It can be expected that the water level and flow will continue to increase in Gígjukvísl in the next few days. Glaciologists at the Institute of Earth Sciences at the University of Iceland have published a forecast model that assumes that the maximum flow in this event will be reached around next weekend or the beginning of next week. Flow from Grímsvötn has grown more slowly in this run than in Grímsvatnahlaup 2010, and based on the latest data, the maximum flow in Gígjukvísl is expected to be around 4000 m3 / s. There is no chance that running water will enter the old channel of Skeiðará. See more information about the forecast model on the Earth Sciences Institute’s Facebook page. “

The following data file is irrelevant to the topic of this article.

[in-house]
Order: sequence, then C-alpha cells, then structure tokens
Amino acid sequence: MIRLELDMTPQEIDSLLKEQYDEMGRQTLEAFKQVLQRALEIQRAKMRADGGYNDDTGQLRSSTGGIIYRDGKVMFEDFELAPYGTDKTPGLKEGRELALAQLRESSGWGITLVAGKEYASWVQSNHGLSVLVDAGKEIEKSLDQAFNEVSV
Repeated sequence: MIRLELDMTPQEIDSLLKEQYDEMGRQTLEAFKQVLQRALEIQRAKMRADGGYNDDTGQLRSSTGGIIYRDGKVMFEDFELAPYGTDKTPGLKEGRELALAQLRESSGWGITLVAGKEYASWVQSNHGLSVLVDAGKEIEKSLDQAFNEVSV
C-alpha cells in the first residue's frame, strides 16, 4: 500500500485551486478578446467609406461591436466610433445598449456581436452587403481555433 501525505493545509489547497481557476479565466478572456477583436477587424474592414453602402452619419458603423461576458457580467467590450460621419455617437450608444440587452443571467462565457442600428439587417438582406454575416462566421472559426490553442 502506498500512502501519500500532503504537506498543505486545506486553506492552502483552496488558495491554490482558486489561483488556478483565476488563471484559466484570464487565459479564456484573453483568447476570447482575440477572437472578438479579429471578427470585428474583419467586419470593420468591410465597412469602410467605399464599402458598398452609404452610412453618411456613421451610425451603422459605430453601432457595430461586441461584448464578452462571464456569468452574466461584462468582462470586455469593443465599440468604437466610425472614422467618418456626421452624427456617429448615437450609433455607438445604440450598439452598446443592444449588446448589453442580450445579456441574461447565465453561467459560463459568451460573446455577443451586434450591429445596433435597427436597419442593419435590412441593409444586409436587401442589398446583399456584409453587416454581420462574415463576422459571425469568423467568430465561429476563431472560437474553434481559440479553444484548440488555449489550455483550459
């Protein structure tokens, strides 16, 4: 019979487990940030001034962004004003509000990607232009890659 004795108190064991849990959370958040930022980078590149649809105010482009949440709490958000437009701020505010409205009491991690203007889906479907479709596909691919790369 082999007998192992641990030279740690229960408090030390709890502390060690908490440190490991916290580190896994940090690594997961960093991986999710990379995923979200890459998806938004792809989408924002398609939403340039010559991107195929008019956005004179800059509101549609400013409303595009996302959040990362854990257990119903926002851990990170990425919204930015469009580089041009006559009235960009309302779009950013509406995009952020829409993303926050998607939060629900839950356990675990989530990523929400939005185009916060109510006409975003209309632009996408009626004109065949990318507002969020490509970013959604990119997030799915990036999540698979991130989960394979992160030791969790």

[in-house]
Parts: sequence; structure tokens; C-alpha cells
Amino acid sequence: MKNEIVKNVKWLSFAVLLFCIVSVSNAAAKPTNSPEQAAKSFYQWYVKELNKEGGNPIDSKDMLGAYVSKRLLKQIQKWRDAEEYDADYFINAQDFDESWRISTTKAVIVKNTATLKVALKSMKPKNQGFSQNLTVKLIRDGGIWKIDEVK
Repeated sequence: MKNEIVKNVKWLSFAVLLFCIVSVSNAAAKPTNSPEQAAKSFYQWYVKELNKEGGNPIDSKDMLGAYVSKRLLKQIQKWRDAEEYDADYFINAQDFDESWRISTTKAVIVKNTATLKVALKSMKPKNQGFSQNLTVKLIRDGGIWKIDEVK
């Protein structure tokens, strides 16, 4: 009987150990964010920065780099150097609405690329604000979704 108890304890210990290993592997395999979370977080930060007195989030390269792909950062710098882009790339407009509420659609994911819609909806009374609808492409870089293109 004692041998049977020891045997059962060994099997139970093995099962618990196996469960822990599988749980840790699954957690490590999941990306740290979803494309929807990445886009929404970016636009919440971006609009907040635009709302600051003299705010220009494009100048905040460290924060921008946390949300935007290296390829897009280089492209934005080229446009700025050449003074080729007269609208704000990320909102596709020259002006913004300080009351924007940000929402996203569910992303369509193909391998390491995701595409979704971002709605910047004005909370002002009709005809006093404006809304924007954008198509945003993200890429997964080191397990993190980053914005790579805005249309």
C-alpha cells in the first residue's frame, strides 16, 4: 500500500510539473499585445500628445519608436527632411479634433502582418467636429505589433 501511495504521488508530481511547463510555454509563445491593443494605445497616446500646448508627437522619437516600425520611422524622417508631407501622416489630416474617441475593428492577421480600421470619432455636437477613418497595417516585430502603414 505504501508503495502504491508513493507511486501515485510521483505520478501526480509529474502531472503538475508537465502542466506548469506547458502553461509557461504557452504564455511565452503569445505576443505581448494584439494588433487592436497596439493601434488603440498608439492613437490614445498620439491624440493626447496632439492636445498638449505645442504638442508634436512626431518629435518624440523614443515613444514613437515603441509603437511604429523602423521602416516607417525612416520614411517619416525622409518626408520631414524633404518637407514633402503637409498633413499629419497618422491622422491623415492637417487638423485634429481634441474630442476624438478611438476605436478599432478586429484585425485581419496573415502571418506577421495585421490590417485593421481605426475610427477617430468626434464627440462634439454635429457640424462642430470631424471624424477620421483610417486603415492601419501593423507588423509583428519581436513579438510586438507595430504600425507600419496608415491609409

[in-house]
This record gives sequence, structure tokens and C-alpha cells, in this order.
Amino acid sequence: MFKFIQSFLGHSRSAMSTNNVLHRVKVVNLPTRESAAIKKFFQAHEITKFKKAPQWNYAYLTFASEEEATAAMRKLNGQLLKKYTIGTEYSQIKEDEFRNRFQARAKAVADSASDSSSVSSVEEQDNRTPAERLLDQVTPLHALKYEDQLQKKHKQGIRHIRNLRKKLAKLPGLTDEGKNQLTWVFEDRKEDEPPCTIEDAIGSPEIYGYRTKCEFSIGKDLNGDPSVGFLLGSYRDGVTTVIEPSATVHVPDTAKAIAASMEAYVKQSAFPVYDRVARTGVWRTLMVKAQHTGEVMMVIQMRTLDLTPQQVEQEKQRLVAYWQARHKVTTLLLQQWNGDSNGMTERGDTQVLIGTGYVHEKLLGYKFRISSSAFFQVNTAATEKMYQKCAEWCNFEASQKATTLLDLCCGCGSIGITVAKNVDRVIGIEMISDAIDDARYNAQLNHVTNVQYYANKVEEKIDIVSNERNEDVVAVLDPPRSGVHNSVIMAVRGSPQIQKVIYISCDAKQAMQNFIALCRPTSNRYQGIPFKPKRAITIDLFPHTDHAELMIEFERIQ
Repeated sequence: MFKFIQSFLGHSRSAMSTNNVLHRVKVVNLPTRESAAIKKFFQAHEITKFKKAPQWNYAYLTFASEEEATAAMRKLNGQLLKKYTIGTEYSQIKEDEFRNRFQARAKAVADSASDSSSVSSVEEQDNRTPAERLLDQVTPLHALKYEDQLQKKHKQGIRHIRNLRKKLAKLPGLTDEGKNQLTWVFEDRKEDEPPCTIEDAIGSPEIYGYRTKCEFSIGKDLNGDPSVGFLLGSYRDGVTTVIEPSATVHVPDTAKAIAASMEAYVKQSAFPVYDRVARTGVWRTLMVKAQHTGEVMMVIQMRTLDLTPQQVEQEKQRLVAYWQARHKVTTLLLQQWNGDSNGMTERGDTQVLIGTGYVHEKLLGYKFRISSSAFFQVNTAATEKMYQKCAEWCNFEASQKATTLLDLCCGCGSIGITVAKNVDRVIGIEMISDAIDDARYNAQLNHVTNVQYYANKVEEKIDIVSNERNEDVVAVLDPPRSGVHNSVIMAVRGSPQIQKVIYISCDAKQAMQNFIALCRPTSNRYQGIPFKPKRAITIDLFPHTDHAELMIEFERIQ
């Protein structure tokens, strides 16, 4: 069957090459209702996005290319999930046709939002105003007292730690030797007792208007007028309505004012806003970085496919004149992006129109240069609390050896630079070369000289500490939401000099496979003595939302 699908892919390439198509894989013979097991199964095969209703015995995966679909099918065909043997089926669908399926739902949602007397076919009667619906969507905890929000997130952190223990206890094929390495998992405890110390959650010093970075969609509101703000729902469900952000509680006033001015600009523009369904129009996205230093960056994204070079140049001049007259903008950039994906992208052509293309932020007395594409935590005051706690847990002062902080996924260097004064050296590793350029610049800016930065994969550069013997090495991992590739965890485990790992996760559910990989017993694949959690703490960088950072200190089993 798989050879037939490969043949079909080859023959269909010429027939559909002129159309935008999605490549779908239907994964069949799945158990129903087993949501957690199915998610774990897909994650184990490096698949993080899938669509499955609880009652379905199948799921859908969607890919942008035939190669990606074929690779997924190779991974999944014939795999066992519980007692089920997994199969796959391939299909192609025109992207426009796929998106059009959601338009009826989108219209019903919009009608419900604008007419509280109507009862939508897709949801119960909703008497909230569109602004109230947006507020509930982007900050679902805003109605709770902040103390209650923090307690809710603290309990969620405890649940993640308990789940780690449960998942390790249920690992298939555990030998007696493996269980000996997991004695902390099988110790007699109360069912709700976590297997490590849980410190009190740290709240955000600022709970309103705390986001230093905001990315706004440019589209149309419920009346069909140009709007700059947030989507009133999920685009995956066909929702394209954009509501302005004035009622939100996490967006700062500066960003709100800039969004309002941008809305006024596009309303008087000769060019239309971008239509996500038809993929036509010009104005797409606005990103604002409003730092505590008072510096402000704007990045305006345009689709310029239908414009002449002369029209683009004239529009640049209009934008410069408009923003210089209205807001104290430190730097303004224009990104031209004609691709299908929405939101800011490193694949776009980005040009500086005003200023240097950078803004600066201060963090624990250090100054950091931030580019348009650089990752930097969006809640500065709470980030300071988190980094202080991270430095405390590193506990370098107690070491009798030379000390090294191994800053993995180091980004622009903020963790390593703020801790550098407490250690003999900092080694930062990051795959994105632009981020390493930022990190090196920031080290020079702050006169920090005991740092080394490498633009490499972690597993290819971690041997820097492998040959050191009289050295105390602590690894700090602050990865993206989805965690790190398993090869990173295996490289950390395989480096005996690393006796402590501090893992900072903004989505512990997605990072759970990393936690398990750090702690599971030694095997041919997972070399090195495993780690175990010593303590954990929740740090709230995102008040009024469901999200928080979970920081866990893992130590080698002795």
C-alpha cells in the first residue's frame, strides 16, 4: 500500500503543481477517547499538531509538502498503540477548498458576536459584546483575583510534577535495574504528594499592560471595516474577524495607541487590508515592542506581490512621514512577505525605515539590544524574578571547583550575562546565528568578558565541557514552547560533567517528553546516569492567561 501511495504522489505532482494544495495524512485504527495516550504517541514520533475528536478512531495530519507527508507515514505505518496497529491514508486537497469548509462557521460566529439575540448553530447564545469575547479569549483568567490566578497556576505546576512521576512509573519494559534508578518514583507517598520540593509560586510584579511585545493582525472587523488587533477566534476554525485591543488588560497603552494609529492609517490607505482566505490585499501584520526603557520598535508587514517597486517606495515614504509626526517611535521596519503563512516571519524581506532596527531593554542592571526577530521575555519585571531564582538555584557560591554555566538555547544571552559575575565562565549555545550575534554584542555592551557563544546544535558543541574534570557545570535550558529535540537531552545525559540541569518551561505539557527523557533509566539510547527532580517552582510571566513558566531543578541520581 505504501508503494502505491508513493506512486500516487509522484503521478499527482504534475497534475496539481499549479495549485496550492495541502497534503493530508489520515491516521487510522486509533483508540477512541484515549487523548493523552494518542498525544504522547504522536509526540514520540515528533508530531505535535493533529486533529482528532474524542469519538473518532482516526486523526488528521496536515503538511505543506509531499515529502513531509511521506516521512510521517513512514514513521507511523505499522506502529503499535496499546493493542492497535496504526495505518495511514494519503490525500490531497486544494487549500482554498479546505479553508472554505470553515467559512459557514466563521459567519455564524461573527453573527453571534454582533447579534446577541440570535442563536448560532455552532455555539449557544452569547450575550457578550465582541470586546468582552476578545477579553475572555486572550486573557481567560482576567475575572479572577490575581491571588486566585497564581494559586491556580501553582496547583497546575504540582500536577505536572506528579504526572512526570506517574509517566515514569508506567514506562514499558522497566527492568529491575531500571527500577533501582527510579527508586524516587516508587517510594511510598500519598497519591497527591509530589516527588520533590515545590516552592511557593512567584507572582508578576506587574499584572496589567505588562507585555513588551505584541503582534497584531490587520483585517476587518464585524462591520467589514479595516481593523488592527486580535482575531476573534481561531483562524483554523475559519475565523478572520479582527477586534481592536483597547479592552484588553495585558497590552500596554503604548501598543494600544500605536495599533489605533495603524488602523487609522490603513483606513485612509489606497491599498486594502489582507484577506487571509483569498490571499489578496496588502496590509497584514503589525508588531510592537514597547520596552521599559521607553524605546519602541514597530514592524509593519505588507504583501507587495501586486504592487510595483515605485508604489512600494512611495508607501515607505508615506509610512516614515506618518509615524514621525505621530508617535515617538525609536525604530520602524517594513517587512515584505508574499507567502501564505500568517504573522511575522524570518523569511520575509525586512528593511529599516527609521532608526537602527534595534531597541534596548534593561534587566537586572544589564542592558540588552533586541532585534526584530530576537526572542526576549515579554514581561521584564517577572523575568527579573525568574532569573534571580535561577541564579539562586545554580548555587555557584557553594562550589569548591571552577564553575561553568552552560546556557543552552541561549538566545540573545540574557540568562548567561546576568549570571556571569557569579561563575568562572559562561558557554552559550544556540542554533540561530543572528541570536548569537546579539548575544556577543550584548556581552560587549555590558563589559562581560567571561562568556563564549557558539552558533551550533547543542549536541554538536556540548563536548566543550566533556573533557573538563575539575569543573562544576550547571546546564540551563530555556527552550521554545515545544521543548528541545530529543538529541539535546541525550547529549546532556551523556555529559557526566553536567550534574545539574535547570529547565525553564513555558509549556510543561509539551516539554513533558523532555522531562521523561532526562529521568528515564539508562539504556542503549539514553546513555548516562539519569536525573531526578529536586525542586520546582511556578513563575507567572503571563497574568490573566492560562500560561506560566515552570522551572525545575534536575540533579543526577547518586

7. BillG asked on August 26 under the piece about Fukutoku-oka-no-ba whether there was a younger image than August 17. There wasn’t. But there is one from August 27 which I found on VD and which was done by the Haneda Airbase:

Leave a Reply

Your email address will not be published. Required fields are marked *